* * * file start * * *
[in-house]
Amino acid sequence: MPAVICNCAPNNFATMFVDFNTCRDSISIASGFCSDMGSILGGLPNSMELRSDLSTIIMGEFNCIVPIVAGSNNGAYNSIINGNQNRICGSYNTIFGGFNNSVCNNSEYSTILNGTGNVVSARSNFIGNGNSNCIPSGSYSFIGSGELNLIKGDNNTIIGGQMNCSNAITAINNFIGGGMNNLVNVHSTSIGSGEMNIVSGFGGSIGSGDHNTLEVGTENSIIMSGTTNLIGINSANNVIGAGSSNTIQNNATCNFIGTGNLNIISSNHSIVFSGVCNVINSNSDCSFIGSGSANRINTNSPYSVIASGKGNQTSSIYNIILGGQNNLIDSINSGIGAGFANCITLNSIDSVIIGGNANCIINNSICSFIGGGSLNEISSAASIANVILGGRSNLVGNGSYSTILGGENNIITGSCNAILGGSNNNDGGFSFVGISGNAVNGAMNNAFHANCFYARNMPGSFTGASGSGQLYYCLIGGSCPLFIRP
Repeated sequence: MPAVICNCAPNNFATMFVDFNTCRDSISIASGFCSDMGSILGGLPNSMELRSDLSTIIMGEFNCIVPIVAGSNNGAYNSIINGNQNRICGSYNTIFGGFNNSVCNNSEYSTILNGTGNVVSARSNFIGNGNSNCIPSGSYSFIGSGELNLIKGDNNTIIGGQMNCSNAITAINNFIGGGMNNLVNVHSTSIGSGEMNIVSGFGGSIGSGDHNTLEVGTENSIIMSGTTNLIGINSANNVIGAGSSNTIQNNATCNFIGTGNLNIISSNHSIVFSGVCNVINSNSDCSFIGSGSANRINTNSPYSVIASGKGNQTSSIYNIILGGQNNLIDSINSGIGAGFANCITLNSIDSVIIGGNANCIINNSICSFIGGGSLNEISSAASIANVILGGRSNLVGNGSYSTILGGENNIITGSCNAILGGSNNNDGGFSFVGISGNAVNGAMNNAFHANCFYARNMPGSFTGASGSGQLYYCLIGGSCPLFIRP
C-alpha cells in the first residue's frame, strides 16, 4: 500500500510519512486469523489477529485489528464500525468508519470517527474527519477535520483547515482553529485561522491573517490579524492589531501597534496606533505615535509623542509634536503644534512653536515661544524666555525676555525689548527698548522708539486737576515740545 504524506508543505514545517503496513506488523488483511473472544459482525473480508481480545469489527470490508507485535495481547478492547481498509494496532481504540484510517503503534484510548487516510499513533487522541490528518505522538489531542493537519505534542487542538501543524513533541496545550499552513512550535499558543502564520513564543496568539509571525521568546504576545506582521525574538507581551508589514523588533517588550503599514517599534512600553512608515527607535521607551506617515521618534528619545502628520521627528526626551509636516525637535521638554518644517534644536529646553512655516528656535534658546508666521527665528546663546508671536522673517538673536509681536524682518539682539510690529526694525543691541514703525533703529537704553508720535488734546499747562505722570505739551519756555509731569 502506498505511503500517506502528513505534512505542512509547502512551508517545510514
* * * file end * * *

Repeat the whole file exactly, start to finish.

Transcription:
[in-house]
Amino acid sequence: MPAVICNCAPNNFATMFVDFNTCRDSISIASGFCSDMGSILGGLPNSMELRSDLSTIIMGEFNCIVPIVAGSNNGAYNSIINGNQNRICGSYNTIFGGFNNSVCNNSEYSTILNGTGNVVSARSNFIGNGNSNCIPSGSYSFIGSGELNLIKGDNNTIIGGQMNCSNAITAINNFIGGGMNNLVNVHSTSIGSGEMNIVSGFGGSIGSGDHNTLEVGTENSIIMSGTTNLIGINSANNVIGAGSSNTIQNNATCNFIGTGNLNIISSNHSIVFSGVCNVINSNSDCSFIGSGSANRINTNSPYSVIASGKGNQTSSIYNIILGGQNNLIDSINSGIGAGFANCITLNSIDSVIIGGNANCIINNSICSFIGGGSLNEISSAASIANVILGGRSNLVGNGSYSTILGGENNIITGSCNAILGGSNNNDGGFSFVGISGNAVNGAMNNAFHANCFYARNMPGSFTGASGSGQLYYCLIGGSCPLFIRP
Repeated sequence: MPAVICNCAPNNFATMFVDFNTCRDSISIASGFCSDMGSILGGLPNSMELRSDLSTIIMGEFNCIVPIVAGSNNGAYNSIINGNQNRICGSYNTIFGGFNNSVCNNSEYSTILNGTGNVVSARSNFIGNGNSNCIPSGSYSFIGSGELNLIKGDNNTIIGGQMNCSNAITAINNFIGGGMNNLVNVHSTSIGSGEMNIVSGFGGSIGSGDHNTLEVGTENSIIMSGTTNLIGINSANNVIGAGSSNTIQNNATCNFIGTGNLNIISSNHSIVFSGVCNVINSNSDCSFIGSGSANRINTNSPYSVIASGKGNQTSSIYNIILGGQNNLIDSINSGIGAGFANCITLNSIDSVIIGGNANCIINNSICSFIGGGSLNEISSAASIANVILGGRSNLVGNGSYSTILGGENNIITGSCNAILGGSNNNDGGFSFVGISGNAVNGAMNNAFHANCFYARNMPGSFTGASGSGQLYYCLIGGSCPLFIRP
C-alpha cells in the first residue's frame, strides 16, 4: 500500500510519512486469523489477529485489528464500525468508519470517527474527519477535520483547515482553529485561522491573517490579524492589531501597534496606533505615535509623542509634536503644534512653536515661544524666555525676555525689548527698548522708539486737576515740545 504524506508543505514545517503496513506488523488483511473472544459482525473480508481480545469489527470490508507485535495481547478492547481498509494496532481504540484510517503503534484510548487516510499513533487522541490528518505522538489531542493537519505534542487542538501543524513533541496545550499552513512550535499558543502564520513564543496568539509571525521568546504576545506582521525574538507581551508589514523588533517588550503599514517599534512600553512608515527607535521607551506617515521618534528619545502628520521627528526626551509636516525637535521638554518644517534644536529646553512655516528656535534658546508666521527665528546663546508671536522673517538673536509681536524682518539682539510690529526694525543691541514703525533703529537704553508720535488734546499747562505722570505739551519756555509731569 502506498505511503500517506502528513505534512505542512509547502512551508517545510514